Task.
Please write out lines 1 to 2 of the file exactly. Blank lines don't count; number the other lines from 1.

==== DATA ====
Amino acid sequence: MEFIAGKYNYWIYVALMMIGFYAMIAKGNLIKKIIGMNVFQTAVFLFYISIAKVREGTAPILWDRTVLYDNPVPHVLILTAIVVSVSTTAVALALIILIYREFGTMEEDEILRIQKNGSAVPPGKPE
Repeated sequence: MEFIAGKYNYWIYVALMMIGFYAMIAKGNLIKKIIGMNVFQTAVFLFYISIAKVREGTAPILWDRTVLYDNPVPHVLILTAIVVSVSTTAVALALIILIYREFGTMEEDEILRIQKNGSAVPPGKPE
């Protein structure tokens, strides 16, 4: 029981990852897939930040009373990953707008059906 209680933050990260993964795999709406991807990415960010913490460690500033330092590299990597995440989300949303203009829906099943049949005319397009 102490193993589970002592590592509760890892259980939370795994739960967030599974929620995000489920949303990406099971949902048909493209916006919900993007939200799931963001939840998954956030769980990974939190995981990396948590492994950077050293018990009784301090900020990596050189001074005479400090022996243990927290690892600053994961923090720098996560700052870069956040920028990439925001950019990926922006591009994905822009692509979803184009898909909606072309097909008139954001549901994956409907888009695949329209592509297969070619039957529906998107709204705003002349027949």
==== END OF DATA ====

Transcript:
Amino acid sequence: MEFIAGKYNYWIYVALMMIGFYAMIAKGNLIKKIIGMNVFQTAVFLFYISIAKVREGTAPILWDRTVLYDNPVPHVLILTAIVVSVSTTAVALALIILIYREFGTMEEDEILRIQKNGSAVPPGKPE
Repeated sequence: MEFIAGKYNYWIYVALMMIGFYAMIAKGNLIKKIIGMNVFQTAVFLFYISIAKVREGTAPILWDRTVLYDNPVPHVLILTAIVVSVSTTAVALALIILIYREFGTMEEDEILRIQKNGSAVPPGKPE